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Int J Nurs Stud ; 109: 103658, 2020 Sep.
Article in English | MEDLINE | ID: covidwho-1454195


BACKGROUND: Nursing literature frequently emphasises the benefits of person-centred approaches for healthcare quality and safety. OBJECTIVE: This umbrella review aimed to synthesise the combined evidence from systematic reviews assessing the impact of person-centred care interventions on patient safety. DESIGN: A three-step review process included a preliminary review of literature, a comprehensive search, and manual searching of reference lists and forward citations of selected reviews. The review protocol was registered with Prospero (CRD42018090048). DATA SOURCES: Reviewers searched 10 databases for systematic reviews published in English-language peer-reviewed journals between 2000 and 2019: Academic Search Complete, CINAHL, Cochrane Library, EMBASE, JBI Database, Medline, ProQuest Health & Medicine, PROSPERO Register, PubMed and Scopus. REVIEW METHODS: Covidence software was used to manage screening and eligibility. Two reviewers independently screened titles and abstracts, reviewed full texts of articles for eligibility, and appraised the quality of reviews using the JBI Critical Appraisal Checklist for Systematic Reviews and Research Syntheses. RESULTS: From an initial total of 3412 potential titles, 16 reviews met the inclusion criteria. The selected reviews examined the impact of person-centred care for diverse groups of patients (children, adults and older people) in varied settings. Most systematic reviews assessed experimental studies, generally comparing person-centred interventions with 'usual care', often demonstrating limited evidence of impact on safety. Reviews addressed several patient safety outcomes relevant to nursing, including falls, infections, medication use and misuse, and mortality rates. The systematic reviews were generally well conducted, although several included studies of poor or fair quality. Given the heterogeneity of the interventions, outcomes and research designs of studies included in the selected reviews, we were unable to draw unequivocal conclusions about the implications of person-centred care for patient safety in this umbrella review. However, there was some encouraging evidence that person-centred care initiatives may result in reduced rates of falls (in acute care and residential aged care settings). The review also highlighted reductions in agitation for people with dementia and some improvement in anti-psychotic medication use in older people with dementia. CONCLUSIONS: Although abundant evidence exists demonstrating the positive effects of person-centred care on healthcare quality and on patient (and provider) wellbeing, there is little research focussing specifically on the impact of person-centred care on patient safety. Thus, there is scope for further high-quality nursing research into how person-centred interventions improve specific patient safety outcomes in order to inform more widespread adoption of person-centred practice.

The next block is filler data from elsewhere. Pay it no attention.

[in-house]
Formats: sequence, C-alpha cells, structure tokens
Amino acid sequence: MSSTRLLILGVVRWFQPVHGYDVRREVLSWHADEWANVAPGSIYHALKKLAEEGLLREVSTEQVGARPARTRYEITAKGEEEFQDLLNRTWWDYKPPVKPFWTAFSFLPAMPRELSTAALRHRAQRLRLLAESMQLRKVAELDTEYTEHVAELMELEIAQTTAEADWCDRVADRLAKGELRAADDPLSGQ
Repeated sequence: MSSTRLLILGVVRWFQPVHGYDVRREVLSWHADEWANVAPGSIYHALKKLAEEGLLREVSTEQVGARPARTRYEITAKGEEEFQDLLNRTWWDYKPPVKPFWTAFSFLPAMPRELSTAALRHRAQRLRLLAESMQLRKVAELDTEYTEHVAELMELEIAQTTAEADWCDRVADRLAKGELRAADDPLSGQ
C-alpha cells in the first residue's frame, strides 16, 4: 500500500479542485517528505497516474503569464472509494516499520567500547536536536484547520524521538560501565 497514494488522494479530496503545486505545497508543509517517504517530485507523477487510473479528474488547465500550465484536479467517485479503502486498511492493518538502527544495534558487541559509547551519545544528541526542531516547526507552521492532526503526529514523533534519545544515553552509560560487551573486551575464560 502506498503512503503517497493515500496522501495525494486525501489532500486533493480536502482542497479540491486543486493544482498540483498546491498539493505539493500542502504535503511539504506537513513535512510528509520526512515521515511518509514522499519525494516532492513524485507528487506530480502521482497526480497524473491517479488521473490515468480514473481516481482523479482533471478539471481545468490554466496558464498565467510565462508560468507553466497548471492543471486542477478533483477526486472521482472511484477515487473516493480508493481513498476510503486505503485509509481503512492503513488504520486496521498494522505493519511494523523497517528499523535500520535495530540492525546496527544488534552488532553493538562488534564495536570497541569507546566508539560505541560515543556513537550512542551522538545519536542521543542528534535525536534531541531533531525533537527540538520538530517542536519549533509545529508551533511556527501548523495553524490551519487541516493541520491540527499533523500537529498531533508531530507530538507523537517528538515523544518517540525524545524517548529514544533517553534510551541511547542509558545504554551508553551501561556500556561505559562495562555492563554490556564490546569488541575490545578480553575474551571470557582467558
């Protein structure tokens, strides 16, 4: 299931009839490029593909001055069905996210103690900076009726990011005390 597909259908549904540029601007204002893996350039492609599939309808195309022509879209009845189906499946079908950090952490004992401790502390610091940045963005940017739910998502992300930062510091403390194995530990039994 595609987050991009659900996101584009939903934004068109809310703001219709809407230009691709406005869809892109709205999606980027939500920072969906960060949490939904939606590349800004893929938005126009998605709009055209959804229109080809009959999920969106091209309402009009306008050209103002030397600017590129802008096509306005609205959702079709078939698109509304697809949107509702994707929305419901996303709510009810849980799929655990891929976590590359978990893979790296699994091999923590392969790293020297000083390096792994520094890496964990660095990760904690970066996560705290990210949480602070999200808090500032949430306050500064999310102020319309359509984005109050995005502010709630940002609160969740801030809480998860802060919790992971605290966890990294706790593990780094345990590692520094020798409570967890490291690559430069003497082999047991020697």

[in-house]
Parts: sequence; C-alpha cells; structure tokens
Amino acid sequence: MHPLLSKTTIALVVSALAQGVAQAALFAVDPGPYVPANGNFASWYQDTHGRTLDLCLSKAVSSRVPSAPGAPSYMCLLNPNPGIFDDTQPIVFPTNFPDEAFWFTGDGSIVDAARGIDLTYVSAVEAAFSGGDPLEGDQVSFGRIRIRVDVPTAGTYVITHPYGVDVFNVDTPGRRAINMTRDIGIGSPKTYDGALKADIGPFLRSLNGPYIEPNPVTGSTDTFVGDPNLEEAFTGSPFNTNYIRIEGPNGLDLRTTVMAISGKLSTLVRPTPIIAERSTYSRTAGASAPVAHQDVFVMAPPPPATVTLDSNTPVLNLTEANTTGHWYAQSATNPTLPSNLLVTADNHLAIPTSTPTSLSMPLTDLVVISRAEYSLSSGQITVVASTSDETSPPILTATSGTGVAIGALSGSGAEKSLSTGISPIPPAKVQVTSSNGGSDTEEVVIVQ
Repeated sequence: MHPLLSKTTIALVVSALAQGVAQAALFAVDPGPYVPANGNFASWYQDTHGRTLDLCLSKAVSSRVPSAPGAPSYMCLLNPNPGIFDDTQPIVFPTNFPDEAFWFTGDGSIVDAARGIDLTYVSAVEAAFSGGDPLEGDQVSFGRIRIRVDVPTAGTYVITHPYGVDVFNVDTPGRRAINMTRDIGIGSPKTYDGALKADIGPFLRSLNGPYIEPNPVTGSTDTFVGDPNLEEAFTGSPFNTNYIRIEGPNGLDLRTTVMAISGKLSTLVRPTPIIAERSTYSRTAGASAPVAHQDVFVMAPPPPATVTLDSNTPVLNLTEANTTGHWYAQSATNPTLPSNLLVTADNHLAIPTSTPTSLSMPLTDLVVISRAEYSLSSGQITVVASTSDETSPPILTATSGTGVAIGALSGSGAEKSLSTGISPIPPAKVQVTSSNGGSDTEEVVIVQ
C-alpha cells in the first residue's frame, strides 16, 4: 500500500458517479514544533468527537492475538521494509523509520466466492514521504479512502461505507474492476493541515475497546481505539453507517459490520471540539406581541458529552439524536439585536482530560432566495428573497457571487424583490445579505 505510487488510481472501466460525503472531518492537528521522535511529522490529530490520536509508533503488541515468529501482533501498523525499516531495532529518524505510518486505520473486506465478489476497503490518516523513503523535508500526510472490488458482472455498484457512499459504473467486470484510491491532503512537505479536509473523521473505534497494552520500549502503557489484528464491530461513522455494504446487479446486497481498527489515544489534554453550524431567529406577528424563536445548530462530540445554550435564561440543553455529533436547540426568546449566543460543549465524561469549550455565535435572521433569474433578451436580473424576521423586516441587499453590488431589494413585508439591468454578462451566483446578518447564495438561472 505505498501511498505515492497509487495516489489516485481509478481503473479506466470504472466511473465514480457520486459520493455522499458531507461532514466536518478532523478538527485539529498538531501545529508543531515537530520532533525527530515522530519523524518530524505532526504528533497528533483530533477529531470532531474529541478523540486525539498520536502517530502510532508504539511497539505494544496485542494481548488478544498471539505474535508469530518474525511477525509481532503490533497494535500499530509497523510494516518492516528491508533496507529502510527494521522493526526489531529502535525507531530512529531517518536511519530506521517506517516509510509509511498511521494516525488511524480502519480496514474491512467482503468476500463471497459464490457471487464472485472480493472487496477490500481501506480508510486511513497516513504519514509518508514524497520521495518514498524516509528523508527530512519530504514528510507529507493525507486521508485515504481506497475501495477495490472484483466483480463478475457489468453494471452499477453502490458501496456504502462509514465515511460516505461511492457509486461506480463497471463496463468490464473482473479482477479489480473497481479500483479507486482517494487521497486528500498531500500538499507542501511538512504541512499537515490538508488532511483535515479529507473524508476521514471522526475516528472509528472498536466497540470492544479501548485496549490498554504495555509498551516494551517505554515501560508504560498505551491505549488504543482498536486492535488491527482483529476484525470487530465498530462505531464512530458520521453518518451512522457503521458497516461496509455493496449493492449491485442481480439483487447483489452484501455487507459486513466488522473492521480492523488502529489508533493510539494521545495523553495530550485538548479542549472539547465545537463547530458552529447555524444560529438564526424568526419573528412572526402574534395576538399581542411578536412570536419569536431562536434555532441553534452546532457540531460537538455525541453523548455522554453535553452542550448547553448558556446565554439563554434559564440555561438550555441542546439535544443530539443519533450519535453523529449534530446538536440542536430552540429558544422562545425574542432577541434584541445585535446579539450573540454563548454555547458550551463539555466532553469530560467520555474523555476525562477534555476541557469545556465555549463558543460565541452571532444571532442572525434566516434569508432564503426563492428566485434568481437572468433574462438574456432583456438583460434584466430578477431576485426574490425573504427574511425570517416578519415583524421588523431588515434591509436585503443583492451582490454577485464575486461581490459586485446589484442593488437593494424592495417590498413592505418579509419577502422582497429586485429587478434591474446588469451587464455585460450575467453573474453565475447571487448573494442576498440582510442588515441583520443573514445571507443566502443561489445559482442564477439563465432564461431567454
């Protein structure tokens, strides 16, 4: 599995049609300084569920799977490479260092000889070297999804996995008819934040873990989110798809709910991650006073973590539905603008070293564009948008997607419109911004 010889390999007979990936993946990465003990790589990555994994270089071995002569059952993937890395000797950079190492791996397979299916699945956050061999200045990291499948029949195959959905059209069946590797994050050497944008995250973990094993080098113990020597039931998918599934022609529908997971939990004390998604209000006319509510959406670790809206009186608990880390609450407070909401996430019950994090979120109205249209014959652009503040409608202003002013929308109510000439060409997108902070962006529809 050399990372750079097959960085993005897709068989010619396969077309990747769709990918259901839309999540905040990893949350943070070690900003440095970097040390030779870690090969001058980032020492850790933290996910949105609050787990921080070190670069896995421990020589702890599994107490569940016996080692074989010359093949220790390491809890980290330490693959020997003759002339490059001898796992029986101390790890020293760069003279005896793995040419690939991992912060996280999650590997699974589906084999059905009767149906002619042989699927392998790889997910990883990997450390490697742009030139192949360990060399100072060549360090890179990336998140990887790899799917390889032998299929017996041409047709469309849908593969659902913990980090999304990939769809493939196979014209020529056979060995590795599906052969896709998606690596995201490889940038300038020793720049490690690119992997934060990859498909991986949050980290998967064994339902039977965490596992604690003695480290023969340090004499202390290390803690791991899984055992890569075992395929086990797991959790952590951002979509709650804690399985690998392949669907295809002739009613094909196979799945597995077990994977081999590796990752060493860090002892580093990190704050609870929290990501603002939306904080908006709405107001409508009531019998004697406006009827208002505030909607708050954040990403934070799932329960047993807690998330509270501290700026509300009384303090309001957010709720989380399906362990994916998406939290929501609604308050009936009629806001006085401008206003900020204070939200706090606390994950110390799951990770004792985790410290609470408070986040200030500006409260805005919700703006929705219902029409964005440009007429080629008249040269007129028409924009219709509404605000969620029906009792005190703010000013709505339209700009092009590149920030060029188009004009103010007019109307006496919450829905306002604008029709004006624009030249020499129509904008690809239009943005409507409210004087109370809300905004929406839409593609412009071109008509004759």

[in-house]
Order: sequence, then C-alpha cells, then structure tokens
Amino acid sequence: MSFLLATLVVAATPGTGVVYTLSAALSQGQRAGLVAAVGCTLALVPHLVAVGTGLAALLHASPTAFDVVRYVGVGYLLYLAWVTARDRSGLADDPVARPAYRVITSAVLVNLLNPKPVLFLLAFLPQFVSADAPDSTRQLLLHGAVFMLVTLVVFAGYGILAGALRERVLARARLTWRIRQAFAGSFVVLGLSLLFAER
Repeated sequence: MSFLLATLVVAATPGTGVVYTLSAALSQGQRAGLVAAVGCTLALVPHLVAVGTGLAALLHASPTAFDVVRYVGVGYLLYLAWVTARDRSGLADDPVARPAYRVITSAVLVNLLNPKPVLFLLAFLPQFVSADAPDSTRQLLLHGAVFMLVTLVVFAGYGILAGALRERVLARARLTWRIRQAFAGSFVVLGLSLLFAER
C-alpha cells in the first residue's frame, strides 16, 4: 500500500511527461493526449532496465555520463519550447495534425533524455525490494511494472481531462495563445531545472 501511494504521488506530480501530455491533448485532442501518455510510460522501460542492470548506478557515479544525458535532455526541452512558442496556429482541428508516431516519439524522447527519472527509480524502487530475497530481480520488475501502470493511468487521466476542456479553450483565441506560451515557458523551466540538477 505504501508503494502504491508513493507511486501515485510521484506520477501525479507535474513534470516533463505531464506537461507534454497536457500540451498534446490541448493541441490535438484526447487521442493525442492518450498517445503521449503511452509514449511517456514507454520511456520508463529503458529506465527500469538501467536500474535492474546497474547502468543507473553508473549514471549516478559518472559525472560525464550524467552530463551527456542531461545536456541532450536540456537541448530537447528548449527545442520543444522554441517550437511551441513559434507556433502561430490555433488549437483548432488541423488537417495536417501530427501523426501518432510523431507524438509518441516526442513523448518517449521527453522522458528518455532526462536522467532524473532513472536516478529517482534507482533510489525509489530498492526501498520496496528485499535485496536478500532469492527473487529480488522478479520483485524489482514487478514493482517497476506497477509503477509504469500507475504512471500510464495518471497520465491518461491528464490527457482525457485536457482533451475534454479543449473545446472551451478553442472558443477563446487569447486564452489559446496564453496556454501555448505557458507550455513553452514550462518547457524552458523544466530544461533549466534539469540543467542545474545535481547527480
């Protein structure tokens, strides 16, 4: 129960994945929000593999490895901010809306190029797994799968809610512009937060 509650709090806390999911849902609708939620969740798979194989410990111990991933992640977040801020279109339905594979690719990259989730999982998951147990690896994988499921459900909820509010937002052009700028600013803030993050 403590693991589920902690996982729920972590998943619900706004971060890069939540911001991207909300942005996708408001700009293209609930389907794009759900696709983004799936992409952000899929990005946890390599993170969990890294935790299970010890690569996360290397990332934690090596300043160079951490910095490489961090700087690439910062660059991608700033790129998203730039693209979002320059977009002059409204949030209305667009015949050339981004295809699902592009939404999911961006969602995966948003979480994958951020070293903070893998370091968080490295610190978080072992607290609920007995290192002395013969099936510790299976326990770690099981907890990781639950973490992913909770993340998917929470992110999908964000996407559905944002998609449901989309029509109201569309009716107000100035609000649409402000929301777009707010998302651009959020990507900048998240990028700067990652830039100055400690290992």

Nursing Research , Adult , Aged , Child , Delivery of Health Care , Humans , Patient Safety , Patient-Centered Care , Systematic Reviews as Topic